Here, our waters are vital hunting grounds, the rivers are roads, and the skies brighten up after the sun goes down. Massive lakes can feel like oceans and dramatic mountain peaks and spires seem to disobey the laws of physics As you make your way north, the forest thins before your eyes to become tundra. This vast, rolling expanse—unjustly labelled the barren grounds—explodes with colour and life before it’s blanketed in white. These Northern lands leave you humbled. They challenge your expectations. They’re like nowhere else on the planet.
Graced with glaciers
The North is a frozen land. In a few pockets on Baffin Island, you can still visit remnants of the Laurentide Ice Shield, the massive layer of ice that covered much of the continent during the last Ice Age. With long winters and mountain ranges that span the west, far north and east of the three territories, Canada’s North has a striking array of glaciers to see: from the flying saucer-shaped piedmont glaciers on Bylot Island to Kluane’s valley glaciers (pictured above).
Discover the many ways Northern lakes are great
The North is home to lakes great in name and great in size.
While the Great Lakes basin in Southern Canada serves a population of 34 million, the Mackenzie River basin, which consists of both Great Slave (East Arm, pictured above) and Great Bear lakes, has a population of just 400,000—and 90 percent lives in Alberta. You could be on the water for days, even weeks, and not come across another person. Dipping in a paddle or hoisting your sails on either of these colossal bodies of freshwater in the NWT can feel more like an ocean adventure when all signs of land on the horizon disappear.
The North is also home to lakes of great importance. Délı̨nę, a community on Great Bear Lake, has a rich history and connection with these waters. Generations ago, the Prophet Aya, a revered local figure, spoke of the importance of protecting what he said would be one of the last freshwater oases left. His words have not gone unheeded.
And across the North, lakes have inspired some of our greatest homegrown tales. Robert Service made Lake Laberge, north of Whitehorse, the site of Sam Mcgee's cremation and resurrection. It wasn't by accident. These waterbodies are the perfect setting for any story—including your own. They teem with fish and they're so chilly and crystal-clear you can often drink directly from them. No matter how you experience the North's great lakes, they will leave a great impression. —Elaine Anselmi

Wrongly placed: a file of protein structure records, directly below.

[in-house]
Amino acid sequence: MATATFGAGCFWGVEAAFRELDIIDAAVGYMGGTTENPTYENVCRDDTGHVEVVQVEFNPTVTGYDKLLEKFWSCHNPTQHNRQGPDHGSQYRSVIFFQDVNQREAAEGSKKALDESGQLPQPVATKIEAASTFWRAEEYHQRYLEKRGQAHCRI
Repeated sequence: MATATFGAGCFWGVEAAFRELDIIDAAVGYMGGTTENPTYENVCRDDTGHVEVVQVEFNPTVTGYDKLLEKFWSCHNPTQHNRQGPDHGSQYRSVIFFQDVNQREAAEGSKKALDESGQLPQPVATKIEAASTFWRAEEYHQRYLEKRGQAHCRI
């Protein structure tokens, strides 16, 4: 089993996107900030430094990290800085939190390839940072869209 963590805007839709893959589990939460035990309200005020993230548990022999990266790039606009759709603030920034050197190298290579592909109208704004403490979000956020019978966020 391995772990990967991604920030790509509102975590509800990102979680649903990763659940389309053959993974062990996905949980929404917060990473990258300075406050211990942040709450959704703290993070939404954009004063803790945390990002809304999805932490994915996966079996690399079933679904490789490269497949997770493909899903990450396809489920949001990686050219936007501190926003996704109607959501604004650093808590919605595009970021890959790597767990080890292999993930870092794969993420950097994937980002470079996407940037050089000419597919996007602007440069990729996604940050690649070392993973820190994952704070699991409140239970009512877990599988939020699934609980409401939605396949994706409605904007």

Watch the forest slowly disappear
The Arctic treeline cuts a northwest course through the NWT (Coppermine River, pictured above) and into the northern reaches of the Yukon. But it’s not a literal boundary that no tree grows above. Ryan Danby, a Queen’s University ecologist, has made two recent paddle trips zigzagging across this line in the NWT. Think of it more as a transition zone with forest that gradually thins to tundra, he says. Still, that treeline is only a rough guide because it’s possible to stumble across a stand of trees when miles and miles of tundra surround you. How? Well, some microclimates can create micro-forests. At McKay Lake, 50 kilometres north of the treeline, Danby and his team came upon a boreal oasis—a small island with white spruce, red squirrels, and various fern species. All around it was tundra.
To see the vanishing forests with your own eyes, start at the B.C.-Yukon border and drive up the Alaska Highway to the Dempster and on to the Arctic Ocean. Dense lodgepole pine and white spruce meet stands of hardwood that give way to the alpine forests of Tombstone Territorial Park, and the treeless landscapes of Tuktoyaktuk. The change is dramatic—and you can witness it at your own pace. Or see it from the water like Danby. Some days he passed through tundra and then forest and back again. Since they never knew if they’d spend their nights camping among the trees, they needed to make a strategic call whenever they saw wood. “Maybe we should bring an extra log along.” —EA
Experience the highs of Northern skies
The rhythms of our Northern skies influence how we feel—the midnight sun’s lingering light is as restorative as the perpetual dark of polar nights is wearisome. We can’t escape the sky but we can embrace what it provides. The spectacle of a Northern sky inspires painters and poets and informs traditions.
Nowhere else in Canada can you get better views of the aurora borealis—the phenomenon created when collisions of solar particles in the Earth’s atmosphere send ribbons of colour rippling across the sky.